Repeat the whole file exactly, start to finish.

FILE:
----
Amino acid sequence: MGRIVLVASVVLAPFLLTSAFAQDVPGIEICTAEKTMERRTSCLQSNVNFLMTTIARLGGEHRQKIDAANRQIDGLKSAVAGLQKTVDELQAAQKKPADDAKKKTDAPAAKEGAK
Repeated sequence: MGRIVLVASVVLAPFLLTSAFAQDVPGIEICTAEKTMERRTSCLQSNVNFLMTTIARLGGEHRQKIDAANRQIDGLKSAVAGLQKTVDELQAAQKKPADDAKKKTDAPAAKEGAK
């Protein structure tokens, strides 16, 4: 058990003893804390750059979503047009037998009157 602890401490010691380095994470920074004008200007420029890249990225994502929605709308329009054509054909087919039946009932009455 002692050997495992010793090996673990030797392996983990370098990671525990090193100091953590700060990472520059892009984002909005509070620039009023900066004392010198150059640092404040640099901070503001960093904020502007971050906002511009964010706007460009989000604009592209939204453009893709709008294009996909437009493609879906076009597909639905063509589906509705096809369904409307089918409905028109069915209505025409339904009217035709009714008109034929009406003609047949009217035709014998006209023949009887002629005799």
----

Amino acid sequence: MGRIVLVASVVLAPFLLTSAFAQDVPGIEICTAEKTMERRTSCLQSNVNFLMTTIARLGGEHRQKIDAANRQIDGLKSAVAGLQKTVDELQAAQKKPADDAKKKTDAPAAKEGAK
Repeated sequence: MGRIVLVASVVLAPFLLTSAFAQDVPGIEICTAEKTMERRTSCLQSNVNFLMTTIARLGGEHRQKIDAANRQIDGLKSAVAGLQKTVDELQAAQKKPADDAKKKTDAPAAKEGAK
């Protein structure tokens, strides 16, 4: 058990003893804390750059979503047009037998009157 602890401490010691380095994470920074004008200007420029890249990225994502929605709308329009054509054909087919039946009932009455 002692050997495992010793090996673990030797392996983990370098990671525990090193100091953590700060990472520059892009984002909005509070620039009023900066004392010198150059640092404040640099901070503001960093904020502007971050906002511009964010706007460009989000604009592209939204453009893709709008294009996909437009493609879906076009597909639905063509589906509705096809369904409307089918409905028109069915209505025409339904009217035709009714008109034929009406003609047949009217035709014998006209023949009887002629005799």